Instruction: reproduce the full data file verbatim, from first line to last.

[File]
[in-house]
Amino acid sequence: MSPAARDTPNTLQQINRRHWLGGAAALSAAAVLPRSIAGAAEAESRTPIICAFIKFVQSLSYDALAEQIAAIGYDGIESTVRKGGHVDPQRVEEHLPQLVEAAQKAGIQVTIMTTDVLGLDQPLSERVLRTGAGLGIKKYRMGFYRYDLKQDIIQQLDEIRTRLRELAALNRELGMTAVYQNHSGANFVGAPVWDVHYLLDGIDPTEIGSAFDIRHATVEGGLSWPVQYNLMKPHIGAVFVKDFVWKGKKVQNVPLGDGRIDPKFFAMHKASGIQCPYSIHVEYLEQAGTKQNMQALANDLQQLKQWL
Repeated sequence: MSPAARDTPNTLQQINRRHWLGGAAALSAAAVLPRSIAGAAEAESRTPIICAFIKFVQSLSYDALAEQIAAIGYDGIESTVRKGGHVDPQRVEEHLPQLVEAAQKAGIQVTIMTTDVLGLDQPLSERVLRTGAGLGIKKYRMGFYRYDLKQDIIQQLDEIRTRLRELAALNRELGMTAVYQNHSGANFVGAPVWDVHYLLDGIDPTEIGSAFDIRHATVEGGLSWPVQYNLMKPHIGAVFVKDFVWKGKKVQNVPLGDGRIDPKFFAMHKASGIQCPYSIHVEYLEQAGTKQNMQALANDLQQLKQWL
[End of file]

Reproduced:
[in-house]
Amino acid sequence: MSPAARDTPNTLQQINRRHWLGGAAALSAAAVLPRSIAGAAEAESRTPIICAFIKFVQSLSYDALAEQIAAIGYDGIESTVRKGGHVDPQRVEEHLPQLVEAAQKAGIQVTIMTTDVLGLDQPLSERVLRTGAGLGIKKYRMGFYRYDLKQDIIQQLDEIRTRLRELAALNRELGMTAVYQNHSGANFVGAPVWDVHYLLDGIDPTEIGSAFDIRHATVEGGLSWPVQYNLMKPHIGAVFVKDFVWKGKKVQNVPLGDGRIDPKFFAMHKASGIQCPYSIHVEYLEQAGTKQNMQALANDLQQLKQWL
Repeated sequence: MSPAARDTPNTLQQINRRHWLGGAAALSAAAVLPRSIAGAAEAESRTPIICAFIKFVQSLSYDALAEQIAAIGYDGIESTVRKGGHVDPQRVEEHLPQLVEAAQKAGIQVTIMTTDVLGLDQPLSERVLRTGAGLGIKKYRMGFYRYDLKQDIIQQLDEIRTRLRELAALNRELGMTAVYQNHSGANFVGAPVWDVHYLLDGIDPTEIGSAFDIRHATVEGGLSWPVQYNLMKPHIGAVFVKDFVWKGKKVQNVPLGDGRIDPKFFAMHKASGIQCPYSIHVEYLEQAGTKQNMQALANDLQQLKQWL